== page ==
Welcome to the 10th Fat Chance! weight loss blog.
Weight loss and hunger are intimately related. In the West we have too much food available to us, we routinely override our bodies’ hunger signals, we eat too much and we suffer from the form of malnutrition which is called obesity. In developing countries the reverse is often the case – people can only afford to eat in response to physical hunger and malnutrition is because of a lack of food and extreme poverty.
I haven’t always been active in weight loss. In my other life I am passionate about development issues and work with the Leprosy Mission internationally. Next week I’m bringing my two interests together by ‘Living Below The Line’ for five days.
Have you heard about this? The objective is to live on $2.25 per day (the poverty line) for five days, in solidarity with those who are extremely poor, raising awareness of the inequality and unfairness in our world, gaining insight into how they manage to live on so little, and at the same time raising money for charity.
There are several very worthwhile charities involved including World Vision, Oxfam, Christian World Service and Tear Fund but I have chosen to support Volunteer Service Abroad, which is celebrating 50 years of volunteering, because years ago I was a VSA volunteer in Samoa and the experience changed my world view forever.
I lived in Samoa for several years and it’s where I found my husband, hence my surname: Maiava. Tavale and I are living below the line together, so $2.25 each for five days gives me $22.50 to work with.
So far the learning process has been very revealing, shifting me well out of my comfort zone and forcing me to think and plan carefully:
- Meat and dairy (except powdered milk) are out of the question, so how will we get enough protein? (One answer: eggs)
- What foods are both cheap and filling? How can we still try to eat healthily? (Answer: combine filling carbohydrates with vegetables)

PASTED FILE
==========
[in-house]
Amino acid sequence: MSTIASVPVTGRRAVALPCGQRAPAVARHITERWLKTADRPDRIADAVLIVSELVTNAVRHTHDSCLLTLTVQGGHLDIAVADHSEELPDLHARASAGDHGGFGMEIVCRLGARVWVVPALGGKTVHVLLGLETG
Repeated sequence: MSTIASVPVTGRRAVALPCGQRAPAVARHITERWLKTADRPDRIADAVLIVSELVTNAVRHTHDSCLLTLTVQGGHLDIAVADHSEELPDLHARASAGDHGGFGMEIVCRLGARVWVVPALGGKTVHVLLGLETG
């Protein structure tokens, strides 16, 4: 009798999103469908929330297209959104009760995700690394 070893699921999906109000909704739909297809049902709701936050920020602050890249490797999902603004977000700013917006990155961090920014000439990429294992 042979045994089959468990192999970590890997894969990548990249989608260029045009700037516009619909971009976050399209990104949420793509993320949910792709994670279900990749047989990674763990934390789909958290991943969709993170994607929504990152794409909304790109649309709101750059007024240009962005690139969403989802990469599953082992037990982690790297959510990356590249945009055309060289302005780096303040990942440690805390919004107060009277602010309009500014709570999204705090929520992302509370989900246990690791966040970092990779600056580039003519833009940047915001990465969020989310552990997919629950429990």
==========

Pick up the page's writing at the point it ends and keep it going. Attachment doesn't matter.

- There will be trade-offs: Where will I find the balance between protein, nutrition and satisfying hunger?
- There will be a trade-off between flavour, variety and hunger. Can I afford flavouring? How can I make things interesting?
- Is it cheating to buy in bulk and then take out a portion?
- Is it cheating to buy specials now in advance? (I’m not sure but I’ve just got a good deal on Weet-Bix)
- Is it cheating or smart to source free food, eg. lemons and herbs? (Answer: it’s smart)
- What is my bottom line? (Answer: teabags. Wherever I go in the world – such as Bangladesh – I always know I’m alright if I can have a cup of tea)
I’ve already visited several supermarkets with my notebook and scouted other sources for cheap food, comparing prices of budget brands I am unfamiliar with. I am struck by how time- and energy-consuming this is, going shop to shop, and how restricted I will be to carbohydrates and cheap seasonal fruit and vegetables. Our diet will be limited and boring. I have to plan the portions to get enough to keep hunger at bay but not waste any. If I get it wrong I can’t change my mind. I’ll have to go hungry!
I’m beginning to get a real glimpse into how developing world mothers and women have to live their lives, and the decisions they have to make every day to feed their family. And I’m sure that next week, when I am living on Weet-Bix, rice and vegetables for five days, more will be revealed.
So what’s on my list? So far I’ve got Weet-Bix, rice, potatoes, rolled oats, flour, noodles, bread, baked beans, sugar, salt, oil, stock cubes, powdered milk, eggs, onions, carrots, cheap tinned tomatoes, half a lettuce, cauliflower or cabbage, cheap apples, and if I have anything left, bananas. Oh yes, and teabags, and lemons and herbs from the garden. It adds up to $28 so far, so I will have to cut it back if I can’t get what I want on super-low special. But what shall I cut back on? More careful planning will yet be required to work out a menu and portion sizes.
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